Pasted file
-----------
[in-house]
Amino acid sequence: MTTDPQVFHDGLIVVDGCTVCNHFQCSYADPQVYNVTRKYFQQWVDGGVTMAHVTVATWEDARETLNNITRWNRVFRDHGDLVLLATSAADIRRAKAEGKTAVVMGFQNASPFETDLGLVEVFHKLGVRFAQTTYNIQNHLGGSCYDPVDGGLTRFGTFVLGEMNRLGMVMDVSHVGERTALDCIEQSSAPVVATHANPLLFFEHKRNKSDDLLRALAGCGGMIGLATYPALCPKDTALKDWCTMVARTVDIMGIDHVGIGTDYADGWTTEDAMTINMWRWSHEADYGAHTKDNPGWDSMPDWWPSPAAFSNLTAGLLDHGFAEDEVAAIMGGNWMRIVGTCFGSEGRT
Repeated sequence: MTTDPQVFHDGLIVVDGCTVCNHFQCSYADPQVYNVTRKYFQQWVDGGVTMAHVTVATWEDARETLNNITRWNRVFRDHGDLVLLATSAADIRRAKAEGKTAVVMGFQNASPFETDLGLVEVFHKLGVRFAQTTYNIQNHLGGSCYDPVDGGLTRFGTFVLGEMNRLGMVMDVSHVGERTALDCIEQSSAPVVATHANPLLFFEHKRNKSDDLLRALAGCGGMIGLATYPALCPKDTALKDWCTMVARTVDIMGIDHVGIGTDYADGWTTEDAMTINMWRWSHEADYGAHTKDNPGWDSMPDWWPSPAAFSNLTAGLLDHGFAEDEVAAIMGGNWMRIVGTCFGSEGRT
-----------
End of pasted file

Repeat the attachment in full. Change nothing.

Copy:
[in-house]
Amino acid sequence: MTTDPQVFHDGLIVVDGCTVCNHFQCSYADPQVYNVTRKYFQQWVDGGVTMAHVTVATWEDARETLNNITRWNRVFRDHGDLVLLATSAADIRRAKAEGKTAVVMGFQNASPFETDLGLVEVFHKLGVRFAQTTYNIQNHLGGSCYDPVDGGLTRFGTFVLGEMNRLGMVMDVSHVGERTALDCIEQSSAPVVATHANPLLFFEHKRNKSDDLLRALAGCGGMIGLATYPALCPKDTALKDWCTMVARTVDIMGIDHVGIGTDYADGWTTEDAMTINMWRWSHEADYGAHTKDNPGWDSMPDWWPSPAAFSNLTAGLLDHGFAEDEVAAIMGGNWMRIVGTCFGSEGRT
Repeated sequence: MTTDPQVFHDGLIVVDGCTVCNHFQCSYADPQVYNVTRKYFQQWVDGGVTMAHVTVATWEDARETLNNITRWNRVFRDHGDLVLLATSAADIRRAKAEGKTAVVMGFQNASPFETDLGLVEVFHKLGVRFAQTTYNIQNHLGGSCYDPVDGGLTRFGTFVLGEMNRLGMVMDVSHVGERTALDCIEQSSAPVVATHANPLLFFEHKRNKSDDLLRALAGCGGMIGLATYPALCPKDTALKDWCTMVARTVDIMGIDHVGIGTDYADGWTTEDAMTINMWRWSHEADYGAHTKDNPGWDSMPDWWPSPAAFSNLTAGLLDHGFAEDEVAAIMGGNWMRIVGTCFGSEGRT